How to pay down credit card debt fast as borrowing continues to fall
In the most recent edition of their monthly Consumer Credit Report, the Federal Reserve reported that revolving credit, specifically credit card balances, fell for the sixth straight month amid the coronavirus pandemic. The total amount of credit card debt decreased by $9.4 billion in August as compared to July.
If you want to join the many Americans who have been working hard to manage their debt in this time of financial uncertainty, keep reading. Below are tips for how you can reduce your credit card debt and pay it off quickly.
- Take out a debt consolidation loan
- Open a balance transfer card
- Prioritizing debt
Armed with this knowledge, you should be able to plan how to reach a zero balance on your cards.
Taking out a debt consolidation loan
The first option is to take out a debt consolidation loan. In the world of personal finance, a debt consolidation loan is a personal loan that is used to pay off your credit cards and consolidate your debt into one balance.
Credible makes it easy to find the best personal loan as you can use their online loan marketplace to compare rates and terms from multiple lenders at one time without affecting your credit score.
This method can be useful if you find keeping track of all your monthly payments confusing because it allows you to streamline them all into one single payment. As an added bonus, according to the Federal Reserve, personal loans often come with lower loan rates than credit cards. Their data shows that the average interest rate on a credit card is roughly 14% while the average interest rate on a personal loan is only about 9%.
Since you'll likely be paying less interest each month if you consolidate your debt into this type of loan, you should be able to put more money towards your principal balance and get out of debt sooner.
You can visit Credible to use their personal loan calculator and to find the best personal loan interest rates.
SHOULD I USE A PERSONAL LOAN TO CONSOLIDATE DEBT?
2. Opening a balance transfer card
Another option is to open a balance transfer credit card. As the name suggests, balance transfer credit cards allow you to transfer all of your existing balances into one place. Additionally, these cards usually offer a welcome bonus of a 0% APR intro period, meaning that you'll be given a set period of time when interest will not accrue on your transferred balance.
Consider using an online marketplace like Credible to compare some top balance transfer cards side-by-side.
It's important to note that the best balance transfer cards are generally only available to those with a good or excellent credit score. In addition, balance transfers almost always come with a balance transfer fee, which is usually a percentage of the total amount being transferred.
Truthfully, you also have to consider how applying for a new card will affect your credit score. On the one hand, every time you apply for a new credit card, another hard inquiry will show up on your credit report, which can lower your score. However, sometimes adding more credit to your financial profile can actually lower your credit utilization ratio and help improve your score.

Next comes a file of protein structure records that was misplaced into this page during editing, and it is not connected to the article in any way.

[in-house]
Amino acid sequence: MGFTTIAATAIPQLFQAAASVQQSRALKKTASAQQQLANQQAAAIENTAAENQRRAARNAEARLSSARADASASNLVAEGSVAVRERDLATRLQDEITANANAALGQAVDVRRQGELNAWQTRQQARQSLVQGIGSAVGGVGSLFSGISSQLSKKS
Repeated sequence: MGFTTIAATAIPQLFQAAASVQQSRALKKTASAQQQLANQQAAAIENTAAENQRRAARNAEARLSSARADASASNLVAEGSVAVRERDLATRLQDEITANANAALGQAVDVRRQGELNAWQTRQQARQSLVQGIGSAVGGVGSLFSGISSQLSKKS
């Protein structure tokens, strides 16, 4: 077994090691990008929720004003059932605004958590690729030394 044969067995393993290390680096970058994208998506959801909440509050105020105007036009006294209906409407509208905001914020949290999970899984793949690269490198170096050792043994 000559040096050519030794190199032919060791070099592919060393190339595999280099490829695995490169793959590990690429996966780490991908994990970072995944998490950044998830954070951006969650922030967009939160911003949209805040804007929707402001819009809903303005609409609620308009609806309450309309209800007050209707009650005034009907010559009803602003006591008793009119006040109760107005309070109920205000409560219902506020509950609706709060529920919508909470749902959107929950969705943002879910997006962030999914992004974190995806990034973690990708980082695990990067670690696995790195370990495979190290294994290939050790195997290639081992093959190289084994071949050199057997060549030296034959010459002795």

In the end, the best way to minimize the overall impact on your score is to look over the card details before you apply to ensure that you are a good candidate for the card and to only apply for one card at a time in order to minimize the impact of the credit check.
If you’re not sure where your credit stands, don't worry — you can check your credit score for free. Once you determine your credit score (and if it's a good or excellent credit score), then you should explore your credit card options by visiting Credible to compare.
HOW TO GET A BALANCE TRANSFER CARD
Finally, if you don't want to try either of those debt consolidation methods, you can pay off debt using a popular prioritization strategy. In this case, you can choose from either the debt avalanche method or the debt snowball method.
- Debt avalanche method: With the debt avalanche method, you focus on paying down your credit card with the highest interest rate first. Here, you’ll pay the minimum payment on all of your other credit cards and then put any excess money you have into paying down the balance on your chosen card. Once that card is paid off in full, you'll work to pay off your card with the next highest interest rate.
- Debt snowball method: With the debt snowball method, you’ll work to pay down your card with the smallest balance first. Again, you’ll make sure to pay the minimum payments on all of your other cards before putting any excess income into your card with the smallest balance. Then, once that card is paid off, you can move to the card with the next smallest balance and so on.
The benefit of the debt avalanche method is simple: if you choose this method, you'll pay less in total interest charges over time. However, the downside is that it can take a while to see progress. If you think you might do better getting instant gratification from a series of small wins, try the debt snowball method instead.
Visiting Credible can help you get a sense of whether debt prioritization is for you or if getting a personal loan might be a better fit.